The Government's plan to tackle obesity

By Jack Street


The government has outlined new plans to tackle obesity in the UK. Obesity levels in the UK have continued to rise year after year which poses a major threat to public health and the NHS. 30% of UK adults are recognised as clinically obese and 63% of adults are seen as being overweight. These new plans are being introduced to tackle this threat and begin to reduce the levels of obesity in the UK.


The government has said that they want to tackle this issue with a public health campaign to bring down obesity levels that can increase the risk of dying from a plethora of illnesses, including Covid-19, and as a way to save the NHS money. The plans include:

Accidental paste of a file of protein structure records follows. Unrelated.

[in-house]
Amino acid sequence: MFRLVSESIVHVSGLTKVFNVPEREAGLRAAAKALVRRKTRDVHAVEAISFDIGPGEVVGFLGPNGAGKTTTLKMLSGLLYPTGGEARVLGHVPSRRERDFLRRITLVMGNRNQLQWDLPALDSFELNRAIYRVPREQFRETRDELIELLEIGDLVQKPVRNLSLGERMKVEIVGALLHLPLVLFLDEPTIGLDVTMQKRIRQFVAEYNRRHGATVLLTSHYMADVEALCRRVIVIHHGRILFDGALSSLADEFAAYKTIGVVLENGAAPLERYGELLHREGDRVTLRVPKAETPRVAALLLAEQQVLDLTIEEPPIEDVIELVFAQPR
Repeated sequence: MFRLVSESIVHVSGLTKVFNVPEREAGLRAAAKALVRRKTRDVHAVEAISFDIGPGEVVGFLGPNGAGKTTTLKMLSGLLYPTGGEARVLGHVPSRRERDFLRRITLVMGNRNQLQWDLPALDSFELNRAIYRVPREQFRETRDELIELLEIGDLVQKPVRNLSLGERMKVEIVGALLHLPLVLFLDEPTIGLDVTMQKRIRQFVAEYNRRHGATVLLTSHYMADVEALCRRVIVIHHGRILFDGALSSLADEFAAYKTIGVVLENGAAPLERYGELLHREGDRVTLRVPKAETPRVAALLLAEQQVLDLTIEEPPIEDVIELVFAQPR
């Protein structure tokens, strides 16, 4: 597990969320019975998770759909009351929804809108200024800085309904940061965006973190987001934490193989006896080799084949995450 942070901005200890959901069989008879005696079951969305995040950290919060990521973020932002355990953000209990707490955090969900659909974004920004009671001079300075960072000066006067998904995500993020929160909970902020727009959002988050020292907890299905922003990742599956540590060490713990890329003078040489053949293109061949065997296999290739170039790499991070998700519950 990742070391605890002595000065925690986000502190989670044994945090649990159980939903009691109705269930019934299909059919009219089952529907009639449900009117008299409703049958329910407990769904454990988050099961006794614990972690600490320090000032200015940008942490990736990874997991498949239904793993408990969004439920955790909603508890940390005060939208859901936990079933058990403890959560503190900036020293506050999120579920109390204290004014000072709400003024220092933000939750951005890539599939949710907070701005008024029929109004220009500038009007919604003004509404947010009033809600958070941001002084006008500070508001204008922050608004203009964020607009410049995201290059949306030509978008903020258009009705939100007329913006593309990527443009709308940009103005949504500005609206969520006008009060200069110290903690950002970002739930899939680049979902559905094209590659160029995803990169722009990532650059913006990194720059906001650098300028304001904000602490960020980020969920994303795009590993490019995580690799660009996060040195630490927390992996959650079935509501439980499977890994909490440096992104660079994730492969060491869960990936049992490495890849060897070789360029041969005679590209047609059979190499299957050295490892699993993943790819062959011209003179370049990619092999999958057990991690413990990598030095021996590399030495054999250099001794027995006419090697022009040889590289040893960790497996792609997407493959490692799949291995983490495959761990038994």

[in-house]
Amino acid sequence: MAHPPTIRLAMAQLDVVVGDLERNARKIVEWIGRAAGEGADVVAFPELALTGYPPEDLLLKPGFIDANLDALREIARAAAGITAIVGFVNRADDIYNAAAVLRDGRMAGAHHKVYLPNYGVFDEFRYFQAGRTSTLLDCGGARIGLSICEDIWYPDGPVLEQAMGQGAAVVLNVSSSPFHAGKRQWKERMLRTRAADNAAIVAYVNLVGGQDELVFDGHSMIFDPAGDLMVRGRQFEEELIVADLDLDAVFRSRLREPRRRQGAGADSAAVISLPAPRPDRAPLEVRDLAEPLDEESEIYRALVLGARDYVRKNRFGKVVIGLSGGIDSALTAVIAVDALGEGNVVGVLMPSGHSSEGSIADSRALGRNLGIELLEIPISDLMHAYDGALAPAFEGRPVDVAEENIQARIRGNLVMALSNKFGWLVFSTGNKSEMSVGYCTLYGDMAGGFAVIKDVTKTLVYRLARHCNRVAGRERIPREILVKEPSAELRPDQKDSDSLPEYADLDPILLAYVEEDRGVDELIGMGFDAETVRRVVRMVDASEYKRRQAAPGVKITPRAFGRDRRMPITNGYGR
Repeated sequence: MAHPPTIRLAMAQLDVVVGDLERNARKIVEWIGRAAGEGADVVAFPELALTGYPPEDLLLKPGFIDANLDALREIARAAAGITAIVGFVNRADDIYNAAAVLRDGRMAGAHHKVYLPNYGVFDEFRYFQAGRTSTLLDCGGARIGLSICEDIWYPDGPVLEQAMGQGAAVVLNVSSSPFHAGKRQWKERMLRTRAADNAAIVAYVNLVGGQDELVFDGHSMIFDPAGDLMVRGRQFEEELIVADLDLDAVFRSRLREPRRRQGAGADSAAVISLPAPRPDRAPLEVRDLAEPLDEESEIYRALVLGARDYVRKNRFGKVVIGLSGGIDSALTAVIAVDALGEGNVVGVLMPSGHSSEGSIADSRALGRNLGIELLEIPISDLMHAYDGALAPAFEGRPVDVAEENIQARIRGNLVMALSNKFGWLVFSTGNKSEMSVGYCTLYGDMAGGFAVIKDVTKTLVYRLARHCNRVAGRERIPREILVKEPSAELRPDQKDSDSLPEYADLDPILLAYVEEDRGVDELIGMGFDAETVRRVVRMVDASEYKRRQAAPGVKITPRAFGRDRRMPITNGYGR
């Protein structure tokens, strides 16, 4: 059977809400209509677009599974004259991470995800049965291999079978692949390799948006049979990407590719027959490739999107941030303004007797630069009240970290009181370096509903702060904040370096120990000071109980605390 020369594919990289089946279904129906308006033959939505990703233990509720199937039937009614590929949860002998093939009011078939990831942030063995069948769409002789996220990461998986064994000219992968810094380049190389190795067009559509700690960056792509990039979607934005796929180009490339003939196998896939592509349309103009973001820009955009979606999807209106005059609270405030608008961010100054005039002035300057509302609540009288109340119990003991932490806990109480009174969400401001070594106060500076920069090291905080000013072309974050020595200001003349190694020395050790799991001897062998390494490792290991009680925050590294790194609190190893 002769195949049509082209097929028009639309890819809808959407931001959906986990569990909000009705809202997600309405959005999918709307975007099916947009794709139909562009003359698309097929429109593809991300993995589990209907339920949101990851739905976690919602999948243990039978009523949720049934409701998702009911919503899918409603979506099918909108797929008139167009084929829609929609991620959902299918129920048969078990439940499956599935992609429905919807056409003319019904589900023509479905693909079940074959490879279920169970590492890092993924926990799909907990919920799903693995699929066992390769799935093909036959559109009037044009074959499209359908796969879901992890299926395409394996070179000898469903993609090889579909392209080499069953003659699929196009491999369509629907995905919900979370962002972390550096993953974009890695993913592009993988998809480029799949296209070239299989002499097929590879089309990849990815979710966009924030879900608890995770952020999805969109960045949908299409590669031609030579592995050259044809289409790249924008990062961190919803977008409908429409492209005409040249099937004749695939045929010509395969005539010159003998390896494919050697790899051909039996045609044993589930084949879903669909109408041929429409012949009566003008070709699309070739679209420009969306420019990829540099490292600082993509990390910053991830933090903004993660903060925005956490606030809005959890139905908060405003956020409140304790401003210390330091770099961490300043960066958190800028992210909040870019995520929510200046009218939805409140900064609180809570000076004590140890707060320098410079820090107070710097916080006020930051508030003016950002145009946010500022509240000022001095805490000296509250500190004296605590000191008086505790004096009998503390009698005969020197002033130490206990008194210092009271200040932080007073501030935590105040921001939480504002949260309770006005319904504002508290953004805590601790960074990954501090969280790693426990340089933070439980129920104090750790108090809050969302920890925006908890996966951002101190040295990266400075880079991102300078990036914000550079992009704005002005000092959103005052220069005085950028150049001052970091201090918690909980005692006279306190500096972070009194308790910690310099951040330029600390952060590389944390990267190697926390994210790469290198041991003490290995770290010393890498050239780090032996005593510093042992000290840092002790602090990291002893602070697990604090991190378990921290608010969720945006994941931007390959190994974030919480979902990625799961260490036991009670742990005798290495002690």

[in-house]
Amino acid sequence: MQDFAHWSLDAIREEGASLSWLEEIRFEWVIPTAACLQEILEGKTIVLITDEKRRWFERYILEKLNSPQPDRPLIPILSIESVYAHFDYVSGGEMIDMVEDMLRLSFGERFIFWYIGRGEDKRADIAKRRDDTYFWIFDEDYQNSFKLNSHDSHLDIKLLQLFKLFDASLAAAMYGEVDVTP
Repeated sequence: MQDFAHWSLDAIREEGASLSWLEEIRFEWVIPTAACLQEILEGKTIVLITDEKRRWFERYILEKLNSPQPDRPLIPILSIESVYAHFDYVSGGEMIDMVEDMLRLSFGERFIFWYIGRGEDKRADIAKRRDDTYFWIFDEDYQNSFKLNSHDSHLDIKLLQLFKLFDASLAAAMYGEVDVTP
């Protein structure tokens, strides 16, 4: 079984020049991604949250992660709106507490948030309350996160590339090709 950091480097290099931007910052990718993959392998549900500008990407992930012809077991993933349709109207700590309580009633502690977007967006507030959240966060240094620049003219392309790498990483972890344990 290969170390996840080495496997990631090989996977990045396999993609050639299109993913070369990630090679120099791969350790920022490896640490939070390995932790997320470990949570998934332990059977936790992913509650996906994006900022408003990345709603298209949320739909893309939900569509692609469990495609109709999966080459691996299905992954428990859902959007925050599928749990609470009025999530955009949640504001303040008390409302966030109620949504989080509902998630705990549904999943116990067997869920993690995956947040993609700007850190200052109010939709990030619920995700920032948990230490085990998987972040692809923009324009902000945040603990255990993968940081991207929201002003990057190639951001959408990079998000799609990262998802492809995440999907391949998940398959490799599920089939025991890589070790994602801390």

• A ban on TV and online adverts for food high in fat, sugar and salt before 9 pm

  • The end of deals like ‘buy one get one free’ on unhealthy food high in salt, sugar and fat

  • Calories to be displayed on menus to help people make healthier choices when eating out – while alcoholic drinks could soon have to list hidden ‘liquid calories’

  • A new campaign to help people lose weight, get active and eat better after COVID-19 ‘wake-up call’


Reactions to the plan


During the launch, the Prime Minister used his personal experience with weight and recent Covid-19 health scare to argue for the plans. The link between obesity and increased death rates from Covid-19 have increased the immediacy of the problem. These plans have been encouraged by some health campaigners, in particular Jamie Oliver, who has called it a welcome first step in the campaign to tackle the obesity crisis.